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Is LMC investment quality?

Is LMC investment quality?

This blog is for viewers of Nina May’s Your Money Your Call program on Sky Business Channel last week who requested a valuation for Lemarne Corporation Limited (LMC).

LMC’s history is a lumpy one. It is no JB Hi-Fi or The Reject Shop in terms of its economic performance. This makes the process of valuing the company more subjective.

ROE over the last 10 years has averaged 14%, varying between -1.2% to 25.8%. Since a capital return that reduced equity, and the sale of C10 Communications, ROE has been higher.

Cash flow is good (exceeds reported profits) and the balance sheet is debt free. Debt free, an attractive ROE and good cash flow are desirable characteristics, particularly when they appear in concert. Management have also shown they are owner-oriented, buying back shares last year at depressed prices equivalent to 10 per cent of today’s market cap, and plan to also provide a capital return through an unfranked dividend of 50c.

But this a small company, and I have done no work identifying whether any competitive advantages (the ability to regularly raise prices without a loss of sales volume) exist. They often don’t in small businesses. If they do, they tend not to be small for long. The focus is now on one business – Lemtronics. On first impressions, it is not the most memorable of brands.

My estimate of value is $4.00 – $4.50, but there are plenty of other companies whose businesses I know better.

By Roger Montgomery, 1 October 2009

This post was contributed by a representative of Montgomery Investment Management Pty Limited (AFSL No. 354564). The principal purpose of this post is to provide factual information and not provide financial product advice. Additionally, the information provided is not intended to provide any recommendation or opinion about any financial product. Any commentary and statements of opinion however may contain general advice only that is prepared without taking into account your personal objectives, financial circumstances or needs. Because of this, before acting on any of the information provided, you should always consider its appropriateness in light of your personal objectives, financial circumstances and needs and should consider seeking independent advice from a financial advisor if necessary before making any decisions. This post specifically excludes personal advice.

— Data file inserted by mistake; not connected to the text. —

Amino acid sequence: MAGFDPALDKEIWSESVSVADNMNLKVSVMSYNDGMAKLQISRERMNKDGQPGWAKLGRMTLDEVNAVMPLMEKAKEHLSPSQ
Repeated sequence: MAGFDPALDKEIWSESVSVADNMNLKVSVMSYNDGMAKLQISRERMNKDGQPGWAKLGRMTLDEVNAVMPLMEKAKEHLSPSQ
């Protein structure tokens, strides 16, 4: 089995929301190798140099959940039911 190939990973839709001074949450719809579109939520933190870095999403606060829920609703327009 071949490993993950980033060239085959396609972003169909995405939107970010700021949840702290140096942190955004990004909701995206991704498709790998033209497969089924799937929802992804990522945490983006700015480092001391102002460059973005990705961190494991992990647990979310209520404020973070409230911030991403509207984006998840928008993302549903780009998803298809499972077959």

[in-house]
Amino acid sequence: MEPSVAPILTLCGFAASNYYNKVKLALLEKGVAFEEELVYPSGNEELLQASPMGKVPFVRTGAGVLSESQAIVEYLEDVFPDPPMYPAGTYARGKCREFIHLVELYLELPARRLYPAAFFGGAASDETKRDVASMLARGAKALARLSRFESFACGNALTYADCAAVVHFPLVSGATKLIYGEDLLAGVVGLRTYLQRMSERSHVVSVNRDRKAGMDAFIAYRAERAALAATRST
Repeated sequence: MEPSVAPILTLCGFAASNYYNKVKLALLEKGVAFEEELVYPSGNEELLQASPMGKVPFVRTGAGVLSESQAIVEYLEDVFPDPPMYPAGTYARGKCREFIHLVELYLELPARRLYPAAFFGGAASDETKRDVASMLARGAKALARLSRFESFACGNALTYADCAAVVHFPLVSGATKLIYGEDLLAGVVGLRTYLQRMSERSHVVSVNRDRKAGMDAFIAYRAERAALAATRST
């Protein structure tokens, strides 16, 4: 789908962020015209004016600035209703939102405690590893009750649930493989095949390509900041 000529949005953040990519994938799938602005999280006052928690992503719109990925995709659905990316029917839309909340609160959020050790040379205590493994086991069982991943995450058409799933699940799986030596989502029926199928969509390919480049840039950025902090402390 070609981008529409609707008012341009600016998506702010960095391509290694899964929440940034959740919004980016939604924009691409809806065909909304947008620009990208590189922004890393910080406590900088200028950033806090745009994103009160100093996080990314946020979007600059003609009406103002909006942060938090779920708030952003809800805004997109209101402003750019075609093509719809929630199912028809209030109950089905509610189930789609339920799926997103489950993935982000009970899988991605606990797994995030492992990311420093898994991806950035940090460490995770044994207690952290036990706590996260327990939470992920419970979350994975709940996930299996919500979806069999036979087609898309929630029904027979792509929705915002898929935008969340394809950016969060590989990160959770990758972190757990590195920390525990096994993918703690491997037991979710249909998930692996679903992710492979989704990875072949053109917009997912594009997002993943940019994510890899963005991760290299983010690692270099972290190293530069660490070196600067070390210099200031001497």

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  1. James Sturtz

    Thank you Liz and Roger,
    I’m also a part owner of Lemarne. Liz’s thoughts are pretty close to my own. I might add my thoughts on the “big dividend” and whether it is a rational use of capital.
    With little franking credits left by virtue of having no Australian businesses left, a capital return by special unfranked dividend exposes the owners to tax on the dividend at their marginal rate.
    This will be between 15 and 45% in most cases.
    Taking somebody on AWEarnings, they pay 31.5% tax on an unfranked dividend. For every $100 the company distributes they get $68.50 To get to break even, I would have to make $31.50 after tax and include a time value of money to that.
    Sitting in a company bank account the after tax and inflation return is close to zero, but zero is still in “don’t lose” territory.
    The good thing about Lemarne is they do recognise and acknowlege mistakes – like their foray into healthcare, and are open to suggestions from their shareholders, if you ask them in a businesslike way. I’ll be asking them to hang onto their cash by letter, sometimes they listen.
    For prudent investors it appears the GFC wasn’t brutal enough. Well managed companies with cash apppear to be finding vendor expectations are still high. So the likes of Lemarne and Washington H. Soul Pattinson will probably have to hang on to cash.
    Knowing that our one remaining business is in Malaysia. The risks are more cultural and attitudinal for our personell than sovereign. The business has commodity characteristics but by broadening the customer base and maintaining a quality reputation may amerliorate this to an extent.
    Like all investing, it’s a wall of worry and the choices for deploying capital are never easy.
    Look forward to seeing you at Storey Hall -RMIT if you’re still going, 1st Wednesday in August 2010. I’ve just bough Valu.able off the website. Look forward to reading it.

  2. Hey Roger

    RE your thoughts of a investment workshop I would be very keen. Did one or your opening bell workshop at the traders expo in bris several years ago and learnt a lot and would be very keen to learn more. Would prefer brisbane but if you were only doing the one for the year I would try to get whereever you were doing it so you can put my name to the list. Thanks

  3. As a value investor/trader, I’ve followed Lemarne since 2004 and bought it on at least 4 separate occasions, all of which have provided positive returns. I hope you won’t mind if I take the opportunity to add my own view on valuing them.

    There are so many different ways to measure “value” and the choice of method depends on the type of company, stage of business and economic environment. While I agree that looking for businesses that are less commoditised and able to generate high ROE is a good long-term “buy and hold” strategy, there is still a place for buying “value” in more commoditised sectors. In the immediate environment, the pressure on margins for commoditised businesses will weigh on them, but we must perhaps by now be reaching a point where those with weaker balance sheets will either disappear or be available at fire-sale prices to stronger companies. With reduced competition and capacity, margins will then gradually return to levels that meet or exceed cost of capital, while revenue rises. So it could be a good time to buy into more cyclical businesses.

    In the current depressed/recovering economic environment with low access to credit, a strong balance sheet is a huge plus. In Lemarne’s case, even post the 50cps dividend, the company cash+receivables-total liabilities leaves a value of $2.81. i.e., even if Lemtronics was declared worthless tomorrow, along with inventory and all equipment, there is still $2.81 of value left over in LMC. There are not many companies with that kind of underlying backing.